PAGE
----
DALLAS - Card companies are racing to inject their products with advanced technology - integrated circuit chips, advanced Internet functionality, and the like - but consumers are most concerned with having familiar and dependable products that work quickly and easily, according to speakers at last week's Card Marketing Conference.

Chip cards, person-to-person Internet payments, and online bill presentment may be all the rage among financial services companies, but speakers at the conference, which was sponsored by Thomson Financial Media, the parent company of American Banker, said the technology may have outstripped customer demand.

William C. Scheurer, president and founder of PocketCard Inc., which markets a prepaid card for teenagers, pointed to the Blue Card from American Express Co., the first smart card to hit the U.S. market. He said Blue was a "brilliant move" from a marketing perspective - he said he owned one himself - but he questioned the necessity of the chip on the card.

Mr. Scheurer said that much of what chip cards offer is already available to consumers in other ways. Credit card networks already have ways to authenticate merchants and consumers to one another, he said: "All of the intelligence is embedded in the system."

A recent survey by Brittain Associates Inc., an Atlanta market research firm and consulting firm, concluded that five million people have opened American Express Blue card accounts - two million of them in the last six months - but the complexity of hooking up a card reader and getting the software installed has kept most people from using the chip as a security feature.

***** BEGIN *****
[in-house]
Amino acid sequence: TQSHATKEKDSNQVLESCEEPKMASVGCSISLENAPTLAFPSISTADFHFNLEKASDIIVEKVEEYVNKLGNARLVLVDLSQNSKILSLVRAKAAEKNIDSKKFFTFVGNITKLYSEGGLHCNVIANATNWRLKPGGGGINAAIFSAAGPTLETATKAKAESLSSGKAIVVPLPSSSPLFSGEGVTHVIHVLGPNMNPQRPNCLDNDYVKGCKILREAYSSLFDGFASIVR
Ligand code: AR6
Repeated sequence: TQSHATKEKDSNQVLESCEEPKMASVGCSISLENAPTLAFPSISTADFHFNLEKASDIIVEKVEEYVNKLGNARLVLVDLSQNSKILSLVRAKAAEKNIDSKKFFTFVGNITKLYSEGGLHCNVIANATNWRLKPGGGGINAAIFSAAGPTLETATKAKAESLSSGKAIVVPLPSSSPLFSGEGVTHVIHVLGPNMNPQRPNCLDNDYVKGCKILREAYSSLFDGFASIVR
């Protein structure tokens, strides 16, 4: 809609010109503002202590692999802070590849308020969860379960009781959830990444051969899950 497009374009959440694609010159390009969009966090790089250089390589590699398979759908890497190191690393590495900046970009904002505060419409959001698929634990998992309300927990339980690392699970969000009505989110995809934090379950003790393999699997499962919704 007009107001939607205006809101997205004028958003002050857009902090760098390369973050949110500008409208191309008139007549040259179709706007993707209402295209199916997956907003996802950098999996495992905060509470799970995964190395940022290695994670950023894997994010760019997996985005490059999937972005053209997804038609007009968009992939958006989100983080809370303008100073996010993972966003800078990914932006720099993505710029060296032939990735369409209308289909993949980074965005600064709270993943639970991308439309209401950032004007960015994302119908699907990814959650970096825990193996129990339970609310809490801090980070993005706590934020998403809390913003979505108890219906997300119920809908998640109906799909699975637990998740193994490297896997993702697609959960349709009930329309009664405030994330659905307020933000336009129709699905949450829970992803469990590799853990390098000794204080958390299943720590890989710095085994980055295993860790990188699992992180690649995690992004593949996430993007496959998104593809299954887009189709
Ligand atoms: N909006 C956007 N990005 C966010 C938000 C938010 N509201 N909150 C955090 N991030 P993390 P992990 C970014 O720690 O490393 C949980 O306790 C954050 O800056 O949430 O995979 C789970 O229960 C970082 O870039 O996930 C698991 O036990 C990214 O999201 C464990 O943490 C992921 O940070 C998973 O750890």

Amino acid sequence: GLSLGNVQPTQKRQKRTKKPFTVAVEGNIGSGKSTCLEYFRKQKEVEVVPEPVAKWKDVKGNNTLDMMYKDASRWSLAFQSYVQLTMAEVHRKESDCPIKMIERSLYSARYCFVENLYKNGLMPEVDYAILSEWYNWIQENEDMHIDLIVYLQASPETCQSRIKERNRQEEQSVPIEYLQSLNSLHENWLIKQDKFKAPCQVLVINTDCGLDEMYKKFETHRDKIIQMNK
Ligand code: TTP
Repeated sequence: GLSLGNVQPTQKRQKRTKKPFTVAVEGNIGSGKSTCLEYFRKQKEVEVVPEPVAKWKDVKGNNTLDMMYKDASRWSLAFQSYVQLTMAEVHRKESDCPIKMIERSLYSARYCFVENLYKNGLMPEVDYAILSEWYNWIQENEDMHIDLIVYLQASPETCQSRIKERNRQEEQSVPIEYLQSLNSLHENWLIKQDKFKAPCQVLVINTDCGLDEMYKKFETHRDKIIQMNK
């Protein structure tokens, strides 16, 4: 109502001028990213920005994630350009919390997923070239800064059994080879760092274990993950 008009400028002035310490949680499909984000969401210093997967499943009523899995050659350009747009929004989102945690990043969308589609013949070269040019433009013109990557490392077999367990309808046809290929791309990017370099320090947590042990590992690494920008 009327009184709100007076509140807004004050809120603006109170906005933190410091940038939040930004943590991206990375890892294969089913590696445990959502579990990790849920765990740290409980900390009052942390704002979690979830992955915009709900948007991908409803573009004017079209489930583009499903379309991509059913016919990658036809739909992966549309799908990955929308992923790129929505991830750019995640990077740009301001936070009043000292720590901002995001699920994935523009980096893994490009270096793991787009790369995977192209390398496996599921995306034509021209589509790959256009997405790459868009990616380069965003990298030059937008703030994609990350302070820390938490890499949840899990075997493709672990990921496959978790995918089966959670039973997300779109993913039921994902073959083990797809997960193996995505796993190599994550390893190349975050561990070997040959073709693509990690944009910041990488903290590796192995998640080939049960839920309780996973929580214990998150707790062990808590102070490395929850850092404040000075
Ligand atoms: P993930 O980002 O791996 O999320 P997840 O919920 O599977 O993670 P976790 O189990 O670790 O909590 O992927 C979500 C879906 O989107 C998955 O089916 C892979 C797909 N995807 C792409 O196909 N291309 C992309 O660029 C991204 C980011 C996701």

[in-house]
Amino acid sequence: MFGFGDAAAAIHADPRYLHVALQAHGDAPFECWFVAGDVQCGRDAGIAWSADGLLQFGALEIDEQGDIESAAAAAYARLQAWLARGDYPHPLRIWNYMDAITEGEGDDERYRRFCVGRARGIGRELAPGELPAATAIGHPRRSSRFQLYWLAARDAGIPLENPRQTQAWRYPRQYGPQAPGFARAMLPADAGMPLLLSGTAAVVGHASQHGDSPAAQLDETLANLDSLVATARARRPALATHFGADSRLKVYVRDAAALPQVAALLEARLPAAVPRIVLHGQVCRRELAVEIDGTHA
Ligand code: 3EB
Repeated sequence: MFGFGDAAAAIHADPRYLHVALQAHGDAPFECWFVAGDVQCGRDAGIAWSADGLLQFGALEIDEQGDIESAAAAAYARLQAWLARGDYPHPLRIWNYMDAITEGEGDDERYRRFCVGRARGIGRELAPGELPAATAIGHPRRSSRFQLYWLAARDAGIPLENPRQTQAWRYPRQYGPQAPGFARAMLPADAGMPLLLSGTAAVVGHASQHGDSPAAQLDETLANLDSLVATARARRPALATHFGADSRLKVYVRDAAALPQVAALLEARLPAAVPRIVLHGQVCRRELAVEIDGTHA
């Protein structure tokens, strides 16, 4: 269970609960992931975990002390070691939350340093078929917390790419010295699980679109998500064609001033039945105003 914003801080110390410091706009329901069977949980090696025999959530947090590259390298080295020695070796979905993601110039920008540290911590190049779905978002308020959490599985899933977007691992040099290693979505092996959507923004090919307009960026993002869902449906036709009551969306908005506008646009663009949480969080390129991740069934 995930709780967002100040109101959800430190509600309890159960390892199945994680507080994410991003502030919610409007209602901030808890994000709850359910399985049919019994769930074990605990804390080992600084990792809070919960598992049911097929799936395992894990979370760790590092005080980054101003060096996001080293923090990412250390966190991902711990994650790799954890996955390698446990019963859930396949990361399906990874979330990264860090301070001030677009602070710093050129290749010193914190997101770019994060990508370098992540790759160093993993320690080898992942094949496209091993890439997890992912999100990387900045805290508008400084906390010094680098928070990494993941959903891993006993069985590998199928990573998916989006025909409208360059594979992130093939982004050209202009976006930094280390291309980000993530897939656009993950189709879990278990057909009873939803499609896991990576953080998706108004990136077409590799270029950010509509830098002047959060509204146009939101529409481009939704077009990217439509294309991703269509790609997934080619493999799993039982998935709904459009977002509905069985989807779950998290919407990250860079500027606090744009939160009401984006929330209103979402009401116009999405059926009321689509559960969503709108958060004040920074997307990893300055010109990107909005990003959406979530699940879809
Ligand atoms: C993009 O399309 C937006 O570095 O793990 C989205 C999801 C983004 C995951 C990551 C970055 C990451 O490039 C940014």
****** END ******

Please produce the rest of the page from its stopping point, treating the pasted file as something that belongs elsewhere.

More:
While Europe, particularly France, is ahead of the United States in terms of chip cards as well as wireless technology, "that's not necessarily a bad thing for the U.S. industry," Mr. Scheurer said. Chip cards, he said, have not caught on in the United States as was hoped "because our infrastructure didn't require it."

Mr. Scheurer characterized technological innovation in Darwinian terms: What survives is not necessarily the most striking but the most flexible. He said he thought prepaid cards for teenagers, such as the one his company markets, would be survivors because they let people move funds instantly from one account to another. "The jury is still out on the PocketCard, Visa Buxx, and Cobalt, but the underlining capabilities are not," he said.

Todd Rice, who works in the Citibank e-commerce group, said technology succeeds only when it makes transactions faster and simpler for customers. He said the online applications Citibank offers for credit cards provide the "instant gratification that people have come to expect on the Internet." Electronic wallets that fill out long merchant applications also add speed, he said.

William F. Keenan, president of a card consultancy, De Novo Corp., said one of the best ways for marketers to understand the needs of online customers is "sniffing," or nosing around the Internet to find people in chat rooms and the like who are exchanging ideas about relevant topics.

"Your product could fit into what they're talking about," he said. And if you come across a good idea, "steal, steal, steal. If they're good ideas, don't be bashful to steal it," Mr. Keenan said.

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